Teaching yourself how to write a novel is tough. Doing it without any kind of feedback is nearly impossible. Because writing is a solitary occupation by nature, you can sometimes feel like you’re operating in a vacuum. But you’re not. There are people all around you who are going through the same experiences you are, the same hopes and frustrations, the same struggles with story ideas and writer’s block. These fellow writers are ready to help you, and they’re hoping you can help them, too. All you need to do is gather them together in a critique group.
If you can’t find a critique group through your local writers organization, you can start your own. My critique group has been meeting for years, thanks to a simple set of guidelines and a helpful hand from the moderator. If you’re starting your own critique group, it’s worth it to take a look at how we run ours.
The Nuts and Bolts of Running a Critique Group
Our setup is simple. Each week, the moderator sends out an invitation to everyone on the email list. It states the date, time and location of the next meeting, and asks anyone planning to attend to RSVP.
Bringing a chapter is optional; if you don’t have any material ready, you’re welcome to just show up and help others. When you RSVP to the moderator, tell her whether or not you’re bringing something to read. That way, when you divide up into groups, she can spread out the readers evenly.
Critique groups come in all sizes. If you have more than six people, it helps to divide up into smaller groups. We intentionally mix up the groups from week to week, so everyone hears a variety of perspectives on their work.
When it’s time to start, one member passes out copies of her chapter and then starts reading aloud. Everyone else follows along silently, occasionally marking typos or notes on their own copy. After the reader is done, everyone has about ten minutes to finish writing up their notes about what works in those pages and what doesn’t. (Tip: Now is a great time for the reader to go get a cup of coffee!)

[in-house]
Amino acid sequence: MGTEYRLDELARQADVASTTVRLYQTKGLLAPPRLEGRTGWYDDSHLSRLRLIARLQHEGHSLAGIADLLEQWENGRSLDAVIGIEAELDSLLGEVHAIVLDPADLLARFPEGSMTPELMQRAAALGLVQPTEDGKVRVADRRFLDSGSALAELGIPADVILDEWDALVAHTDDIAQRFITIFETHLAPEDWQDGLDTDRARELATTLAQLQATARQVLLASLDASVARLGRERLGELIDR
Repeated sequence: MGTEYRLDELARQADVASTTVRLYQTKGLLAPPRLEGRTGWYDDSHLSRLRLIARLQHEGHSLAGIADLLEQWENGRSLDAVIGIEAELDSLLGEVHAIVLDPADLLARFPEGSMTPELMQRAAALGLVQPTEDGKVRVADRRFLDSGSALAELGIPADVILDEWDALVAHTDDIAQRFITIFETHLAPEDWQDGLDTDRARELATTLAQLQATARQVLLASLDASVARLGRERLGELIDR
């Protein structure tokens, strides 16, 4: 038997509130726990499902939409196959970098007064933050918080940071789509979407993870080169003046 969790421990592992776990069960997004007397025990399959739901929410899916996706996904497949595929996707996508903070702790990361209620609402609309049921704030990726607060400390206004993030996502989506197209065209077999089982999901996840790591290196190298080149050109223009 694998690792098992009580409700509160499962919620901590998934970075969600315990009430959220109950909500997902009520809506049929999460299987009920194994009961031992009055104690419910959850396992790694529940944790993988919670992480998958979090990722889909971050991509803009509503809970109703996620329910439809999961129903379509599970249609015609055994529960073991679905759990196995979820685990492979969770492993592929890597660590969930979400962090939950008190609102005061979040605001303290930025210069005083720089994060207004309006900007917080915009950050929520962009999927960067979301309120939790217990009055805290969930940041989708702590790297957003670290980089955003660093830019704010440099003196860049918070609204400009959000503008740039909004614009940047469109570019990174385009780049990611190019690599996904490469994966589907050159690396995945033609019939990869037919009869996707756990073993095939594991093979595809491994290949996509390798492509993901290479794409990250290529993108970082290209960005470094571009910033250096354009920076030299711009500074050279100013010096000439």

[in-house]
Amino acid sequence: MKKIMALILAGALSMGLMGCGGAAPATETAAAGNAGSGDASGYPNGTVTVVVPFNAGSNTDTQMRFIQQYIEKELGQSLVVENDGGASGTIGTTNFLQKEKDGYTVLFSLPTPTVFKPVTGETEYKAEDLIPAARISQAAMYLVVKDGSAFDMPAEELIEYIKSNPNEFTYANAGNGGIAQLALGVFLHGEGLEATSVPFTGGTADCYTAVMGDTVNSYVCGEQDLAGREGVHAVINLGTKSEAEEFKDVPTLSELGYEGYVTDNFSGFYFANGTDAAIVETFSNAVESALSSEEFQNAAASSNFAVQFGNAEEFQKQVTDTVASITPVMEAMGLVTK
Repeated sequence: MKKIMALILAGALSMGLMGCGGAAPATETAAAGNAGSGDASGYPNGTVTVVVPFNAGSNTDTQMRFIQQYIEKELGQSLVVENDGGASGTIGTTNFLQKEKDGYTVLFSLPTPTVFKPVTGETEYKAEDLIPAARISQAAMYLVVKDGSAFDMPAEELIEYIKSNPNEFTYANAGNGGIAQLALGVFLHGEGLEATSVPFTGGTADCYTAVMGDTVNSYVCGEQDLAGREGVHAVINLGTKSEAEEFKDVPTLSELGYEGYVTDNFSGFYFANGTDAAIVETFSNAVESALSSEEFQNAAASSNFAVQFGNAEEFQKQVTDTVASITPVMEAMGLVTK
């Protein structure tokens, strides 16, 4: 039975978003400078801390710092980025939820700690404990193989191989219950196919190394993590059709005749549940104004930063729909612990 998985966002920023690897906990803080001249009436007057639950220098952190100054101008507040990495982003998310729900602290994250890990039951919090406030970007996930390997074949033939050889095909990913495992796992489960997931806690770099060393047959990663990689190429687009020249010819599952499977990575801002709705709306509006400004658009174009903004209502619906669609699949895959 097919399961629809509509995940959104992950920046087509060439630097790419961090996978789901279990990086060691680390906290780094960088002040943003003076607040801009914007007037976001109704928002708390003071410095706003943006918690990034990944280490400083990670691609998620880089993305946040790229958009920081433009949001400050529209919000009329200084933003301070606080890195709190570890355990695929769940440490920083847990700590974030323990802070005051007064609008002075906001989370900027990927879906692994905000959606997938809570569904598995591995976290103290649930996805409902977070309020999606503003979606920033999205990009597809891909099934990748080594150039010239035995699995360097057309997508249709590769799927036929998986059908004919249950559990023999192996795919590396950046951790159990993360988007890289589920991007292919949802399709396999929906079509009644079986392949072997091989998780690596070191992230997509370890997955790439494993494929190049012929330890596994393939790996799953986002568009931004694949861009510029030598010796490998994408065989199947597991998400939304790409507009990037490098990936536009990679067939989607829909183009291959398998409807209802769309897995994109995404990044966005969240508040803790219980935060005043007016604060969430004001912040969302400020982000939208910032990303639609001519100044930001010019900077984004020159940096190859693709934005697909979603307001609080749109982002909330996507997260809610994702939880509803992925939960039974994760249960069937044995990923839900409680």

After ten minutes, the moderator announces that it’s time to discuss. Starting with the person to the reader’s left, each member takes turns talking about what was good about the pages and what could use some work, along with some suggestions on how to improve it. During this time, the reader should keep quiet and listen.
After everyone has had a chance to offer a critique, it’s time for the next reader. Members get to read in the same order in which they arrived that night. (There’s a distinct advantage to being prompt!)
And that’s about all there is to it. It’s simple, it’s straightforward and it works. But you have to have the right people with the right attitude. Above all else, you need politeness and consideration for your fellow writers. When it’s done right, a critique group can be enormously helpful in teaching you to become a better writer.
Critique Group Tips from the Trenches
* If you’re bringing your own work to share, bring up to 10 pages, no more. Use standard manuscript format: 12 point Courier New, double-spaced, one-inch margins. (Don’t use Times New Roman; the font allows too many words per page, and you’ll run out of time to read.)
* When you offer a critique, look for any problems and then suggest solutions. Begin and end your critique with something positive, sandwiching the tougher comments in the middle. Whenever possible, put a positive spin on it: instead of saying, “This part doesn’t work,” you could say, “This part would work better if . . .” and then make a suggestion. Corny, maybe, but the writer’s ego is on the line, so a little verbal cushioning goes a long way.
* Because you’re hearing only a ten-page section of an entire work, it’s like picking up a book in the middle. Certain aspects of the story are bound to confuse you. That’s okay. Just focus on critiquing the material you understand and move on. As you read more of the book each week, it’ll all come together.
* Keep in mind that there are people here at all different levels, writing in different genres, so respect is a must.
* At all costs, resist the urge to argue with a critiquer. My best advice is to turn yourself into a bobble-head doll and nod along in silence. Yes, it’s a natural instinct to defend your work. But if you give in to that urge, you stop listening, which means you stop learning. If you want to become a better writer, listen. Remember, when people point out flaws in your story, they’re actually trying to help you.
* Personally, I find it enormously helpful to bring along a notebook and take notes as I’m hearing critiques of my work. A comment that sounds ludicrous at the time may later reveal itself to be pure genius.
* Above all, remember that you’re among friends, and you’re all in this together. Relax and have fun!